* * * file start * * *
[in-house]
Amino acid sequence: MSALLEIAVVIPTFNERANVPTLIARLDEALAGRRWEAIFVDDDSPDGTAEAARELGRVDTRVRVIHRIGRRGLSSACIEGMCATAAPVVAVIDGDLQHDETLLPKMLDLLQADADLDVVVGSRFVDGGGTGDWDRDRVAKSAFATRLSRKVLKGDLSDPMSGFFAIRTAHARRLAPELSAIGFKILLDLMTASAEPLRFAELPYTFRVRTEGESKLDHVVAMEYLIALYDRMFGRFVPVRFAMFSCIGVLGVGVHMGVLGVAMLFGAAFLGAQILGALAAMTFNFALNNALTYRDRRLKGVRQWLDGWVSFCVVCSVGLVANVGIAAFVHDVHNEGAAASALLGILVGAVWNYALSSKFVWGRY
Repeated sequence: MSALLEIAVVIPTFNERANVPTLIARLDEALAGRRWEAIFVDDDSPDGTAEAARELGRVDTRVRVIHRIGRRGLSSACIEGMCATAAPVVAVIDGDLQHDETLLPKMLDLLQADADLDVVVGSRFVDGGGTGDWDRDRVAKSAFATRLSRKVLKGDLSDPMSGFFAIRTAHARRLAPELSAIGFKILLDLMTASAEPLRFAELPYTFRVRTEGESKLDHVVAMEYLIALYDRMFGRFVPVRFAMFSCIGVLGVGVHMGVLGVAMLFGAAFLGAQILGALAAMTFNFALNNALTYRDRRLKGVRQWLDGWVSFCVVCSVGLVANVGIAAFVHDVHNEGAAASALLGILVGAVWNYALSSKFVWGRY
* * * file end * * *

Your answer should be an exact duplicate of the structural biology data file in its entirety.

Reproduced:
[in-house]
Amino acid sequence: MSALLEIAVVIPTFNERANVPTLIARLDEALAGRRWEAIFVDDDSPDGTAEAARELGRVDTRVRVIHRIGRRGLSSACIEGMCATAAPVVAVIDGDLQHDETLLPKMLDLLQADADLDVVVGSRFVDGGGTGDWDRDRVAKSAFATRLSRKVLKGDLSDPMSGFFAIRTAHARRLAPELSAIGFKILLDLMTASAEPLRFAELPYTFRVRTEGESKLDHVVAMEYLIALYDRMFGRFVPVRFAMFSCIGVLGVGVHMGVLGVAMLFGAAFLGAQILGALAAMTFNFALNNALTYRDRRLKGVRQWLDGWVSFCVVCSVGLVANVGIAAFVHDVHNEGAAASALLGILVGAVWNYALSSKFVWGRY
Repeated sequence: MSALLEIAVVIPTFNERANVPTLIARLDEALAGRRWEAIFVDDDSPDGTAEAARELGRVDTRVRVIHRIGRRGLSSACIEGMCATAAPVVAVIDGDLQHDETLLPKMLDLLQADADLDVVVGSRFVDGGGTGDWDRDRVAKSAFATRLSRKVLKGDLSDPMSGFFAIRTAHARRLAPELSAIGFKILLDLMTASAEPLRFAELPYTFRVRTEGESKLDHVVAMEYLIALYDRMFGRFVPVRFAMFSCIGVLGVGVHMGVLGVAMLFGAAFLGAQILGALAAMTFNFALNNALTYRDRRLKGVRQWLDGWVSFCVVCSVGLVANVGIAAFVHDVHNEGAAASALLGILVGAVWNYALSSKFVWGRY